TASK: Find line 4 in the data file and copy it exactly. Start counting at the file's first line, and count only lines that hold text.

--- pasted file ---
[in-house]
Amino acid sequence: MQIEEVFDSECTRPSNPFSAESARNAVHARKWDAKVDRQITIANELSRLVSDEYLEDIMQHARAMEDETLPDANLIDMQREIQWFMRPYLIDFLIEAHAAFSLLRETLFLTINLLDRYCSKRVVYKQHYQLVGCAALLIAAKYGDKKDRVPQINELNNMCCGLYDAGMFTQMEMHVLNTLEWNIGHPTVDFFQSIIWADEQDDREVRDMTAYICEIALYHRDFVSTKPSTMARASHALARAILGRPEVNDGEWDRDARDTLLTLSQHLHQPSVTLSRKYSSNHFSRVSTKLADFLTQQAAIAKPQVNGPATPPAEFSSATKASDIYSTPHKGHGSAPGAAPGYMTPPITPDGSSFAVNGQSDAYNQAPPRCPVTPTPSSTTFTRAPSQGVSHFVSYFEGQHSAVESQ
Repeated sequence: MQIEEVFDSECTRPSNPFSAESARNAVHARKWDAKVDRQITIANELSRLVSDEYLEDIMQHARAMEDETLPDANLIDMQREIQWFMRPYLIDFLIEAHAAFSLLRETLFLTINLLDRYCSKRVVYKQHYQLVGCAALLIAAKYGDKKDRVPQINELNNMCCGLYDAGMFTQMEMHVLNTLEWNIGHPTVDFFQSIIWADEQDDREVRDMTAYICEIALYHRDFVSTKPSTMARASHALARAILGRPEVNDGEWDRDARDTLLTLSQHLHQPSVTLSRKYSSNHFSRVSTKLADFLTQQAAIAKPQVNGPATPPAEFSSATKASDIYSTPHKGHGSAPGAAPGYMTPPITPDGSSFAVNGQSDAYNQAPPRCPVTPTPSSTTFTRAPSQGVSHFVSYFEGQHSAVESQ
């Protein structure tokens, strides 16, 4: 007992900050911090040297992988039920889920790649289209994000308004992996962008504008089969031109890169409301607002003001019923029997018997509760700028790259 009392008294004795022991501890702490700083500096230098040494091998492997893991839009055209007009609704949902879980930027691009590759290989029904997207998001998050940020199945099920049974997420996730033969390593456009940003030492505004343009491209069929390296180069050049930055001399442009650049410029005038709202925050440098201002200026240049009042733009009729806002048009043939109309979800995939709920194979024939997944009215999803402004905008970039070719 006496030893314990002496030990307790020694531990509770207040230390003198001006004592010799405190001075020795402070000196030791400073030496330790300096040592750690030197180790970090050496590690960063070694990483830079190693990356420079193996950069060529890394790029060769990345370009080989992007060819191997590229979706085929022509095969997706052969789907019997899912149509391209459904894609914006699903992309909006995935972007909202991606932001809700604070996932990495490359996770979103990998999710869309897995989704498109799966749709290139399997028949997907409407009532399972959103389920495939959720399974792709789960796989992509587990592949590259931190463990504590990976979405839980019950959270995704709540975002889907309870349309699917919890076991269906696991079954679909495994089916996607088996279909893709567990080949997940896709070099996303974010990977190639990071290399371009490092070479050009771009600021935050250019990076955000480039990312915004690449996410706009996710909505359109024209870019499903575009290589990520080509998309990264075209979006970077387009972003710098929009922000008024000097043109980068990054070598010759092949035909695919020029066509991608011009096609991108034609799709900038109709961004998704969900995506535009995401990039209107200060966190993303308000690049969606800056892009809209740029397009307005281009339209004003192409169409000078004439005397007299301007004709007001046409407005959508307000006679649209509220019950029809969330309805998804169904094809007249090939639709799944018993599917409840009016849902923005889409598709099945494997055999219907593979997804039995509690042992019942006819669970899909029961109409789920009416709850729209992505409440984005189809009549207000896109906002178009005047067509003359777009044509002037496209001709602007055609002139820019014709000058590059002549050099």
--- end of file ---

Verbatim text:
């Protein structure tokens, strides 16, 4: 007992900050911090040297992988039920889920790649289209994000308004992996962008504008089969031109890169409301607002003001019923029997018997509760700028790259 009392008294004795022991501890702490700083500096230098040494091998492997893991839009055209007009609704949902879980930027691009590759290989029904997207998001998050940020199945099920049974997420996730033969390593456009940003030492505004343009491209069929390296180069050049930055001399442009650049410029005038709202925050440098201002200026240049009042733009009729806002048009043939109309979800995939709920194979024939997944009215999803402004905008970039070719 006496030893314990002496030990307790020694531990509770207040230390003198001006004592010799405190001075020795402070000196030791400073030496330790300096040592750690030197180790970090050496590690960063070694990483830079190693990356420079193996950069060529890394790029060769990345370009080989992007060819191997590229979706085929022509095969997706052969789907019997899912149509391209459904894609914006699903992309909006995935972007909202991606932001809700604070996932990495490359996770979103990998999710869309897995989704498109799966749709290139399997028949997907409407009532399972959103389920495939959720399974792709789960796989992509587990592949590259931190463990504590990976979405839980019950959270995704709540975002889907309870349309699917919890076991269906696991079954679909495994089916996607088996279909893709567990080949997940896709070099996303974010990977190639990071290399371009490092070479050009771009600021935050250019990076955000480039990312915004690449996410706009996710909505359109024209870019499903575009290589990520080509998309990264075209979006970077387009972003710098929009922000008024000097043109980068990054070598010759092949035909695919020029066509991608011009096609991108034609799709900038109709961004998704969900995506535009995401990039209107200060966190993303308000690049969606800056892009809209740029397009307005281009339209004003192409169409000078004439005397007299301007004709007001046409407005959508307000006679649209509220019950029809969330309805998804169904094809007249090939639709799944018993599917409840009016849902923005889409598709099945494997055999219907593979997804039995509690042992019942006819669970899909029961109409789920009416709850729209992505409440984005189809009549207000896109906002178009005047067509003359777009044509002037496209001709602007055609002139820019014709000058590059002549050099």